Friday, October 11, 2013

Wizards, Run!

"I did the only thing any reasonable wizard could have done. I turned around and ran like hell." --Harry Dresden (in Jim Butcher's Death Masks)

"Foot chases still happened often enough that I had taken up running for practice and exercise. Admittedly, I was usually on the other side of a food chase, mostly due to my personal policies on hand-to-hand combat with anything that weighed more than a small car or could be described with the word chitinous." --Harry Dresden (in Jim Butcher's Blood Rites)

"Now, I'm not as strong as those really big guys. . . . I don't do swordplay as well as [other folks]. I don't yet have the magical experience and know-how to outfinesse the really experienced wizards and sorcerers who have been hanging around for centuries. . . . But I'll take any of those guys in a footrace. Guaranteed. I run -- and not so that I'll be skinny and look good, either. I run so that when something that wants to kill me is chasing me, I'll be good at running." --Harry Dresden (in Jim Butcher's Small Favor)

James Marsters rocks as the audiobook narrator.
We all have different preferences when it comes to exercise; one of the reasons it took me so long to become "athletic" is that I disliked traditional sports and loathed running. I had mild asthma as a kid and no grit or mental determination to push things physically. Why should I bother? I thought. There are plenty of good books I could read instead.

One of my favorite book series, The Dresden Files by Jim Butcher (no, NOT the TV show on Netflix that never happened), is about a wizard living in modern-day Chicago. What starts out as a fun sci-fi/fantasy series featuring a snarky guy who can do some magic evolves into a compelling, dark, and intricately designed storyline featuring a snarky guy who can do a lot of magic. I highly recommend giving the series a try if you haven't read it; book #10 is my favorite and #12 just leaves you on an insane "WHAT?!" moment. (There were only 12 books out when I got into the series; be glad you can now go straight on to 13 and 14.)

Anyway, one of the neat things about the books is the character development: Harry Dresden faces a lot, and you see him make tough choices, experience loss, learn from his mistakes, and really come into his own as a powerful contender in the magical community. He's bold, he's chivalrous, he's sassy, and he's smart enough to realize that sometimes he's outclassed, and running away is the best bet.

It's got fangs!
I took a gun safety class once, and the instructor called it the "Nike defense." When I took a krav maga (Israeli self-defense and street combat) class, the instructors stressed that your legs are your best weapon; run away when possible. Similarly, when discussing a hypothetical knife fight, the self-defense instructor at my kung fu school reminded us that Rule #1 of a knife fight is "Don't get into a knife fight." (Rule #2? If you're in a knife fight, bring a knife.) The TL;DR version of all of these safety tips comes down to this: Trouble? RUN.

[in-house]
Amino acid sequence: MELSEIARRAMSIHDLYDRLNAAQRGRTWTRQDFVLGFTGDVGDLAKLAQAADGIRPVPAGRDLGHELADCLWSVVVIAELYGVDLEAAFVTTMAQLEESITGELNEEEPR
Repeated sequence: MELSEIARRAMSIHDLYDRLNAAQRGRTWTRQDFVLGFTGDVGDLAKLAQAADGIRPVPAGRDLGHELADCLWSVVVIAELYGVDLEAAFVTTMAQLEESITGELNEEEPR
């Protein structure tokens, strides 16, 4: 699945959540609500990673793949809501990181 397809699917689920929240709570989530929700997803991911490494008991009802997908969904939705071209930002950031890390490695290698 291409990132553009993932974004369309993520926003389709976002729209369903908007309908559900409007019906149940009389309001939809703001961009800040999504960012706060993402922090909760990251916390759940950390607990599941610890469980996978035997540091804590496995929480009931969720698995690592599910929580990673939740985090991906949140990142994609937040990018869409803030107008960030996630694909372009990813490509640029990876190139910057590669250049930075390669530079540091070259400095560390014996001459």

My roommate in college was a cross-country runner, and when we were out in the city together, we always joked that she was "Flight" and I was "Fight" -- we had this glamorous notion that I'd hold off Scary Attacker Guy with my Tiny Girl Kung Fu and she'd run for help. The problem with this is, of course, that I have zero fighting experience whatsoever. I've taken a class here and there and live with 3 martial artists, but I'm no MMA fighter in disguise (yet?), and I wasn't doing CrossFit yet either, so my strength was pretty lacking -- and my running stamina was equally nonexistent.

CrossFit has definitely increased my athletic capacity, and there are running components to a number of the workouts. But Tough Mudder was the first long-distance event I'd ever done, and it was more of a walk/jog/shamble combination than a nice long run. You will frequently find me during running CrossFit workouts gasping "This is what death feels like" in an over-dramatic fashion. And while I don't aspire to be a marathoner, I'd like to have a fair shot of surviving the zombie apocalypse -- which means better running stamina. (I'm also a terribly slow sprinter, so add "speed" to the list of things to work on.)

I finally took a leaf out of Harry Dresden's book and decided that it wouldn't hurt to work on running, just a little bit. So when my coworkers asked me to sign up for a 5k with them, I allowed myself to be talked into it. And when I nervously went for a run with those coworkers a few weeks ago, I had a revelation: you can run as slow as you want. I always think that I need to charge out there and get it done, and I couldn't fathom running 3.1 miles without stopping until my coworkers (with the help of the Nike+ running app) showed me that pacing is key. I suddenly discovered that if we're talking a 13-minute mile, I can shamble along quite nicely without stopping to walk.

Talk about motivation!
I may never love running long distances, and I can get both the enjoyment and the fitness I want from CrossFit, martial arts, parkour, etc. But my glacial 12-13 minute mile pace is a step towards increasing both my mental and physical endurance, and it gives me a target to work at improving. Since the run with my coworkers, I've used the inspiration as well as both the Zombies, Run! app and the Nike+ run tracker and headed out into the beautiful fall weather on my "rest" days to log two 1-2+ mile runs without taking a single break to walk. I'd say that's a pretty good start. Bring it on, 5k!


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